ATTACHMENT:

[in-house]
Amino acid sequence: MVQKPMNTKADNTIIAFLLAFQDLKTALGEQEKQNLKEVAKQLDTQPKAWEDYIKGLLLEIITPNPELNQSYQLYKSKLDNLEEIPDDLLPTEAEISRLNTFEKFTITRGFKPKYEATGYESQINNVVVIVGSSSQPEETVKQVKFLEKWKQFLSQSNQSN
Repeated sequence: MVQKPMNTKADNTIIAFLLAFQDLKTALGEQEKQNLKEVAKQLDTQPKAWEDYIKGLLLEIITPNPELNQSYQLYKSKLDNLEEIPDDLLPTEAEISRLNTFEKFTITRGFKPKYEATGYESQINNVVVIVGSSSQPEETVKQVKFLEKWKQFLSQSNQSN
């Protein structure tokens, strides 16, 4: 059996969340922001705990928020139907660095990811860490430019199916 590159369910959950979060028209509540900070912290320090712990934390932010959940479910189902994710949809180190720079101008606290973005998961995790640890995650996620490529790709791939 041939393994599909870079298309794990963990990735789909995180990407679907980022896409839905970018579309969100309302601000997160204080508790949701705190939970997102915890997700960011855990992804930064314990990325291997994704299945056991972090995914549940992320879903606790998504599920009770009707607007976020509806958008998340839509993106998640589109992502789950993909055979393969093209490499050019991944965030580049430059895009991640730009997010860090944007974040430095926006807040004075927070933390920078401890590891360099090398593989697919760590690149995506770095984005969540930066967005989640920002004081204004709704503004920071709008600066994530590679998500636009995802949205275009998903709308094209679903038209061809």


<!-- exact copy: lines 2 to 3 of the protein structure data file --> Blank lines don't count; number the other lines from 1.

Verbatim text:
Amino acid sequence: MVQKPMNTKADNTIIAFLLAFQDLKTALGEQEKQNLKEVAKQLDTQPKAWEDYIKGLLLEIITPNPELNQSYQLYKSKLDNLEEIPDDLLPTEAEISRLNTFEKFTITRGFKPKYEATGYESQINNVVVIVGSSSQPEETVKQVKFLEKWKQFLSQSNQSN
Repeated sequence: MVQKPMNTKADNTIIAFLLAFQDLKTALGEQEKQNLKEVAKQLDTQPKAWEDYIKGLLLEIITPNPELNQSYQLYKSKLDNLEEIPDDLLPTEAEISRLNTFEKFTITRGFKPKYEATGYESQINNVVVIVGSSSQPEETVKQVKFLEKWKQFLSQSNQSN